Program turns used oil into fuel
Apr. 08, 2015 @ 05:55 PM
By Jamica Whitaker, Dispatch staff
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OXFORD — A local school district is putting something different in its gas tanks.
Vance County Schools teamed up with Green Circle North Carolina and its initiative Biodiesel 4 Schools, which turns used cooking oil into renewable fuel.
“It’s a wonderful, innovative, cutting edge way of looking at things,” said Dean Price, co-owner of Green Circle North Carolina. “It’s economic development. It’s agriculture. It’s education. It’s all those things wrapped up into this project. We’ll be the model to teach the rest of the state.”
Biodiesel 4 Schools raises money to support local classrooms by asking area restaurants and grocery stores to donate used cooking oil to be processed and turned into biodiesel. Since the program’s start in 2012, Price said there are 12 school systems participating so far, including Franklin County and Durham schools. About 1,000 restaurants contribute their used oil.
This is the first time Vance County Schools has entered into this kind of partnership, district officials said in a press release. The goal of the program is to make biofuels more accessible — and to bring together economic development and agriculture.
But more than that, Price hopes the partnership with the district will lead to a biofuels curriculum and field trips to the Oxford station to teach children about the local fuel source.
Biodiesel 4 Schools provides participating restaurants and grocery stores with containers to store the used oil then pick it up weekly to be processed.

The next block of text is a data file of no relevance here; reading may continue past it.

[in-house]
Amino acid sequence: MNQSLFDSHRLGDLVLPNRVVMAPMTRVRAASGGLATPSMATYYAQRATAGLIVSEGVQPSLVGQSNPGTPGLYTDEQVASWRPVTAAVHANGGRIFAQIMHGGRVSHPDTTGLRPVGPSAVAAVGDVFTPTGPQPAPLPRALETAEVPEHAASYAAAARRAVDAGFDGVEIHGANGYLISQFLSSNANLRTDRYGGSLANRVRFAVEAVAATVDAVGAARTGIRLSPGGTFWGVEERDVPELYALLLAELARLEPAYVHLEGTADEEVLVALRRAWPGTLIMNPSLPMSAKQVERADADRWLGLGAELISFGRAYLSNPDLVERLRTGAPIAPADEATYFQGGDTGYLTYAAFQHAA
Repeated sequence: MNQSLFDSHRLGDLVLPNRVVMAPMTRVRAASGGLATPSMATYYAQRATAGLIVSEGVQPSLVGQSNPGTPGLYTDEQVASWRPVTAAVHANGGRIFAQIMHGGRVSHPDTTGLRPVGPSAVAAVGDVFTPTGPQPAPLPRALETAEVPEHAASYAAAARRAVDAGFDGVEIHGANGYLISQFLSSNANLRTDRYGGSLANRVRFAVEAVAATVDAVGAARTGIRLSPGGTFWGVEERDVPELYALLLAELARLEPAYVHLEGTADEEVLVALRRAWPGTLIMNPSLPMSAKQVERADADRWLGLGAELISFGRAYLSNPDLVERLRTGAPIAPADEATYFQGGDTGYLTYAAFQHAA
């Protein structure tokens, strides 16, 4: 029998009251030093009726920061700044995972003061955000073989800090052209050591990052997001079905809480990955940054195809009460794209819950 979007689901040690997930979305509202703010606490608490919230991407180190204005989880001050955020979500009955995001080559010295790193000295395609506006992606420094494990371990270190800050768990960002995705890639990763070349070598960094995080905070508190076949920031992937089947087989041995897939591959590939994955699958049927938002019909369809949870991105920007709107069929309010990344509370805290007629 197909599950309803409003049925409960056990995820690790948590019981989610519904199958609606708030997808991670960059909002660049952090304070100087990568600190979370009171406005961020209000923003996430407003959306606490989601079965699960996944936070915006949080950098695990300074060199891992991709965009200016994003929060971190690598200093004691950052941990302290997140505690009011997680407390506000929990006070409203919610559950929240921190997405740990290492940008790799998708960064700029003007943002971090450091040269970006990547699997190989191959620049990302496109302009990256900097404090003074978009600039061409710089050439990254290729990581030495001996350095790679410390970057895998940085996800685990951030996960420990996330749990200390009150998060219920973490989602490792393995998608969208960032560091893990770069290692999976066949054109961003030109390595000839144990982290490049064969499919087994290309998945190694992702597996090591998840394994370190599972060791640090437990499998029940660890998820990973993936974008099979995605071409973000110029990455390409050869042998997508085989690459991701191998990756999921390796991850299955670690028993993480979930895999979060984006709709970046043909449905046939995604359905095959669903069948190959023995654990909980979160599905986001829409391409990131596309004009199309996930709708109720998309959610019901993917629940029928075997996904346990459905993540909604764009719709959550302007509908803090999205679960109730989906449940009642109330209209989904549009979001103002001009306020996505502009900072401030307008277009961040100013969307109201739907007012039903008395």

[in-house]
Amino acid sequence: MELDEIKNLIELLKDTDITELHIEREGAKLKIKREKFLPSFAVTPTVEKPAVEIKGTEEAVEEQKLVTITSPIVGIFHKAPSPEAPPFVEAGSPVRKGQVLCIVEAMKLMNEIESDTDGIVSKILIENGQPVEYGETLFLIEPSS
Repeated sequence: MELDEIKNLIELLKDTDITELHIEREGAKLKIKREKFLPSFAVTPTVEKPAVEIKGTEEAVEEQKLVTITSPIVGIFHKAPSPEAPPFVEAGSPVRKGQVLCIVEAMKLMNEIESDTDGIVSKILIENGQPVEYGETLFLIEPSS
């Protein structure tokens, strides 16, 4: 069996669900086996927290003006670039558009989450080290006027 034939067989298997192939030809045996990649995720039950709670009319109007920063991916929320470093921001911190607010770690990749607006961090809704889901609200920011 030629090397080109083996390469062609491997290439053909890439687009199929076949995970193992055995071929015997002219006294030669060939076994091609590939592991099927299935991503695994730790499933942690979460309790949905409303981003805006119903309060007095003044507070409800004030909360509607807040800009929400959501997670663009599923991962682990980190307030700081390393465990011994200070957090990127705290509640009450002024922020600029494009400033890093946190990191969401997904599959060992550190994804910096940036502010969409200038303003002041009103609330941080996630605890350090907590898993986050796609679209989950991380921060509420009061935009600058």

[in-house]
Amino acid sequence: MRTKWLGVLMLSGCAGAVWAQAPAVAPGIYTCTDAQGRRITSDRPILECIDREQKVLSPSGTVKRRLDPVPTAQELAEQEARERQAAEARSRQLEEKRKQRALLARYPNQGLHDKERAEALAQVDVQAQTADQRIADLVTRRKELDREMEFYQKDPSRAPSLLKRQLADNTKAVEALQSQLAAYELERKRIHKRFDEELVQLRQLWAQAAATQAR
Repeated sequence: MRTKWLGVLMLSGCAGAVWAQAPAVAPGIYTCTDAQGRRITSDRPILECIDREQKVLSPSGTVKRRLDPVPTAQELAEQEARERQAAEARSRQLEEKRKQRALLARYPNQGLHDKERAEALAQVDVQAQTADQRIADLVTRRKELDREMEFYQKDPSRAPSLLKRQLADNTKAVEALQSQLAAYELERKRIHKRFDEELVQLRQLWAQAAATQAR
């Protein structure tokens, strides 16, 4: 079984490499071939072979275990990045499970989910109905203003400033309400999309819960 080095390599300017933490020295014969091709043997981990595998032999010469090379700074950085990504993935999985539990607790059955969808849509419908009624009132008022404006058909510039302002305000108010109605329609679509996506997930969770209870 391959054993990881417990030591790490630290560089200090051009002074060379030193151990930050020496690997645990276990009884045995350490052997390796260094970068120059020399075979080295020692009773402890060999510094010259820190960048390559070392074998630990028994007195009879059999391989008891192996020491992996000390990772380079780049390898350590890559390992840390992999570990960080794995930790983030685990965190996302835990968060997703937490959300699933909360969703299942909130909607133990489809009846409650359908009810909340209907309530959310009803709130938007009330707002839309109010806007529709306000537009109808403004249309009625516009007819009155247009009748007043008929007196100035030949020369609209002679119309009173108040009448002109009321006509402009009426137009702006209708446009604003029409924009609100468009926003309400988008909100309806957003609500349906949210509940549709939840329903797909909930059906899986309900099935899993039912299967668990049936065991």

Biodiesel is a biodegradable fuel made from renewable resources. It can be used in most diesel engines without major modifications. Price said there’s a one-to-one conversion rate of used oil to biodiesel.
Every gallon of recycled cooking oil sold as biofuel means 25 cents to the school district for educational services and programs. Plus, the biodiesel can be used in school buses and other vehicles.
The bio-refinery at the Bio Energy Research Initiative is one of four across the state and can create 500 gallons of biodiesel in eight hours, Price said. The other three are in Benson, Kernersville and Charlotte.
The potential for biofuels goes beyond used cooking oil to local farmers growing the seed crops needed to produce local cooking oil and biofuel.
Canola — a plant used for biodiesel — is a winter crop that is comparable in production costs to winter wheat and converts to 40 percent oil and 60 percent feed for livestock, Price said.
Paul McKenzie, a local agriculture extension agent, said North Carolina farmers are growing canola but not near the levels of more traditional crops like tobacco or soybeans.
“If there’s a market for canola, farmers here can certainly grow it,” he said.
The demand for fuel is what pushed Price into biodiesel in the first place. When Hurricane Katrina stopped the flow of fuel to his Virginia truck stop, Price said he built a biodiesel refinery next door and sold the product.
But after experiencing the instability of the fuel market, Price said he sold the business and turned his focus to helping schools.
Stuart Litvin, director of Henderson-Vance County Economic Development Commission, and Price have talked about the opportunities that biofuels can mean for the county economically.
“We definitely support renewable energy,” Litvin said. “We are willing to be a resource and work with him any way possible to bring a site here.”